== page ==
Astronomer Paul Delaney, senior lecturer in York’s Faculty of Science & Engineering, talked about NASA’s next space mission to Mars, on CTV’s “Canada AM” and “CTV News” Aug. 11. NASA is sending a huge, two-ton spacecraft called the Mars Reconnaissance Orbiter. Asked why scientists think they’re going to learn more from this than any previous mission, Delaney said, “When you’re going to a planet to try to understand every aspect of a planet in a very short period of time, with one satellite, you can’t do it.”
“We are going to see Mars in a way we’ve never seen it before, in terms of unprecedented clarity,” he said. This mission will be able “to image the surface detail so that we will be able to better protect and predict future missions” and “understand some more geological processes from orbit rather than actually having to get a spacecraft on the ground.” He said “the real wow images” will arrive seven months to a year from now. “They’re going to give us a lot more information that’s going to allow a lot more science. We’re chasing water. One of the things that we should never forget is Mars was once a very wet. But we don’t know how wet and we don’t how long it was wet. And those are very important questions to answer if we want to be able to address the issue of life on Mars, past, present, let alone future.”
Crystal meth drug policy aims to appease US, says prof
The latest shot in Canada’s war on drugs is a political gesture that will do little to curb the spread of crystal meth across the country, say critics of the government’s decision to increase maximum penalties for producers, users and smugglers of the drug, reported the National Post Aug. 12. “Apparently, one of [the US government’s] objectives, and this is unbelievably offensive, is to alter and modify Canadian criminal justice policy in relation to drugs,” said Alan Young, a professor at York’s Osgoode Hall Law School and a marijuana advocate. “Whether or not this is part and parcel of that exercise I have no clue, but they’ve clearly stated this is the direction they want Canada to go in.” He suggested Canada’s approval of a US request to begin extradition hearings against Vancouver pot merchant Marc Emery, a close friend of Young’s who was arrested last month in Halifax, is another example of attempts to appease the Americans.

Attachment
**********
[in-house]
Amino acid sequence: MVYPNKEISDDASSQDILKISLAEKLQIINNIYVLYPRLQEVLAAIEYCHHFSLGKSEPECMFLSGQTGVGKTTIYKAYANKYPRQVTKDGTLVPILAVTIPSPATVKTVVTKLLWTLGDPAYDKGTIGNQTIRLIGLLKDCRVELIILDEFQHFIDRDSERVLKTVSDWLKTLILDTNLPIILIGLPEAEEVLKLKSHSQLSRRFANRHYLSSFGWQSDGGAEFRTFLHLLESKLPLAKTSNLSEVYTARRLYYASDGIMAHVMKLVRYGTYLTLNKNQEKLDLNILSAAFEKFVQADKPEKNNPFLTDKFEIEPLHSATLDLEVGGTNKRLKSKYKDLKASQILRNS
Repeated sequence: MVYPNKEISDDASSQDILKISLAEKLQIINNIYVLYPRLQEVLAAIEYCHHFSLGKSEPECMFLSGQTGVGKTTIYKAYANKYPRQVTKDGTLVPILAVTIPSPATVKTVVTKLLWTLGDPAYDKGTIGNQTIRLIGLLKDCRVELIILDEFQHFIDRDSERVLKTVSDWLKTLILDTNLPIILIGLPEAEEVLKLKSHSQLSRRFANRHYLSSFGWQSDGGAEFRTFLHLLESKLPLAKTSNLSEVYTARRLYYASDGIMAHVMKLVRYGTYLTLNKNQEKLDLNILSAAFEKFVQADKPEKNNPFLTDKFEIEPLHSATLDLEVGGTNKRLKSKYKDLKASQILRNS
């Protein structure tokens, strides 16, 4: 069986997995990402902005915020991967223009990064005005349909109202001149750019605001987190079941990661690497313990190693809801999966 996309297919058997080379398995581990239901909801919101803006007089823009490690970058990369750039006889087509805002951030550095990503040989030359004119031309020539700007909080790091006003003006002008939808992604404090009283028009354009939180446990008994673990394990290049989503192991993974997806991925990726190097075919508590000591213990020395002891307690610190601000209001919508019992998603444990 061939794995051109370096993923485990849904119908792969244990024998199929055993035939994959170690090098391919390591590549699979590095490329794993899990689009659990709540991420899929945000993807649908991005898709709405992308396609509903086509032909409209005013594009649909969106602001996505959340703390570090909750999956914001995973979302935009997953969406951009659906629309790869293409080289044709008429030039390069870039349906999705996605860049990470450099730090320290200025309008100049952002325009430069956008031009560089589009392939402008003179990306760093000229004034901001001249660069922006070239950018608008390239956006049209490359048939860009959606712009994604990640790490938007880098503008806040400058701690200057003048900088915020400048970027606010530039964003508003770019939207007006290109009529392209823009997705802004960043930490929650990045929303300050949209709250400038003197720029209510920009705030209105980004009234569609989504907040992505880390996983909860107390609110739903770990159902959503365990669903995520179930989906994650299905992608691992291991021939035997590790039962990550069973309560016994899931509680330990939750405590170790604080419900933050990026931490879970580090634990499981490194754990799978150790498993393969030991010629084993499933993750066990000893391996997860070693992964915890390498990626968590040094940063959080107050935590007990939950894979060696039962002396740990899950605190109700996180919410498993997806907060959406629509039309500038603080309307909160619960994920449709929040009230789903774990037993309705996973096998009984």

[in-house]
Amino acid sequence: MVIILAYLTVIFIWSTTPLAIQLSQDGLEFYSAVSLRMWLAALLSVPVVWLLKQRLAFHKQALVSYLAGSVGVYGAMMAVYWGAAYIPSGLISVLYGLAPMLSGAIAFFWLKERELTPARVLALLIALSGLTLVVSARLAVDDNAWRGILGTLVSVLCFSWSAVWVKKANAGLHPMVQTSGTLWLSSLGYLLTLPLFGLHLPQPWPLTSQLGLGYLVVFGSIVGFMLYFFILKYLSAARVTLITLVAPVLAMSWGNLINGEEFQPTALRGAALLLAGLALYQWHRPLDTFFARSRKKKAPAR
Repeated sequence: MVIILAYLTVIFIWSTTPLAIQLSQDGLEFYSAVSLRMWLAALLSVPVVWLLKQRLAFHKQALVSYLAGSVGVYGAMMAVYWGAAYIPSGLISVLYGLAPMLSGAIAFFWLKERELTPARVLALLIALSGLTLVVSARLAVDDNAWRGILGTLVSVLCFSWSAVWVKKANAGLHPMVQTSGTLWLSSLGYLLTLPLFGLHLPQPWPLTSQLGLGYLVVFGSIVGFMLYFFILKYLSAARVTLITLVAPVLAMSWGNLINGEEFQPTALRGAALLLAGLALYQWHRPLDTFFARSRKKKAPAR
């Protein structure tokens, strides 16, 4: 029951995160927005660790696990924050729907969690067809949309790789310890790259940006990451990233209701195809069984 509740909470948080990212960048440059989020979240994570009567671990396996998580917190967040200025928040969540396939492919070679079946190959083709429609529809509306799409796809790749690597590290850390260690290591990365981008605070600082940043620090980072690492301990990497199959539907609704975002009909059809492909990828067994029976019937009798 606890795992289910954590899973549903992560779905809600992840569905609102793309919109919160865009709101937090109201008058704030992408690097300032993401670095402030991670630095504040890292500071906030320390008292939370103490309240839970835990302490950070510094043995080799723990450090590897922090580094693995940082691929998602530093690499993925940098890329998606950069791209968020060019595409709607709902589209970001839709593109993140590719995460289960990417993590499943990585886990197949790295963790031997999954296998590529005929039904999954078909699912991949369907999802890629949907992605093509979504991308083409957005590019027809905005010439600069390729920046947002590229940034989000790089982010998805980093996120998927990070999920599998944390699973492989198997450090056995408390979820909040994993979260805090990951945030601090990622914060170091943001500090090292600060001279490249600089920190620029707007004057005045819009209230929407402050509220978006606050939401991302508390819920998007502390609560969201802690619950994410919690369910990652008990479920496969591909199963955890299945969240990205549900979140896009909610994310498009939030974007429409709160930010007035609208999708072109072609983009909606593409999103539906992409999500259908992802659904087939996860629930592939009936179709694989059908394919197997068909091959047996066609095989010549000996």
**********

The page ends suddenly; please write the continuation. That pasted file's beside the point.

Evert kicks off Rogers Cup promotion
Chris Evert was in Toronto Thursday to promote the Rogers Cup and an aces-for-cash program for charity that has been set up for the women’s tennis tournament, reported The Toronto Sun Aug. 12. It was Evert’s legendary status, along with that of Monica Seles, that Tennis Canada drew upon for an exhibition doubles match with new Maple Leaf Jason Allison and former Leaf Darryl Sittler. The event was designed to draw attention to the Rogers Cup, which will take place next week at the Rexall Centre at York University, and American Express Aces Program, which will see the company donate $150 toward youth development through Tennis Canada for every ace that is served during the tournament.
- CBC Radio’s “Here and Now” also reported the match as a kickoff for the Rogers Cup at the Rexall Centre at York Aug. 11.
Victims deserve help
Surely the author of an Aug. 9 letter to the editor cannot believe that a victim of an accident [such as the Air France crash] never deserves compensation, wrote Joshua J. A. Henderson, a third-year student at York’s Osgoode Hall Law School, in an Aug. 12 letter to The Record of Kitchener, Cambridge and Waterloo. Is it so hard to believe that some of the victims in the Air France crash will suffer emotional breakdowns or post-traumatic stress disorder? he asked. Should they be forced to bear the cost of this psychological disorder alone? Without lawyers acting on their behalf, it is unlikely Air France will offer them fair compensation for the harm they suffer, he wrote.
Fine arts alumni in the news
York theatre and film students and grads are making news:
- York 2001 theatre grad Anne Meighan and Lori Distel, the founders of Nova Stage, want to give Cambridge audiences something different, reported The Record of Kitchener, Cambridge and Waterloo Aug. 12. “To me, it’s taking the chance and doing something weird, not a farce or a Christmas show,” Meighan said. “You can do weird without being so arty that people don’t know what’s going on.” Saturday, they were to perform the Canadian premieres of two, one-act plays outside the Cambridge Centre for the Arts.
- Christopher Nash‘s dark comedy, Day of John, is one of 44 films that made the cut for the Toronto International Film Festival’s Short Cuts Canada program, reported Canadian Press Aug. 11. The 16-minute film’s acceptance to the festival, which runs Sept. 8 to 17, is sweet vindication for the native of Desbarats, Ont. ”I always had faith in the work,” the fourth-year York University fine arts student said of the project that was graded D-plus. ”I knew the story I had was a good one.” More than 500 films from across the country were submitted for consideration.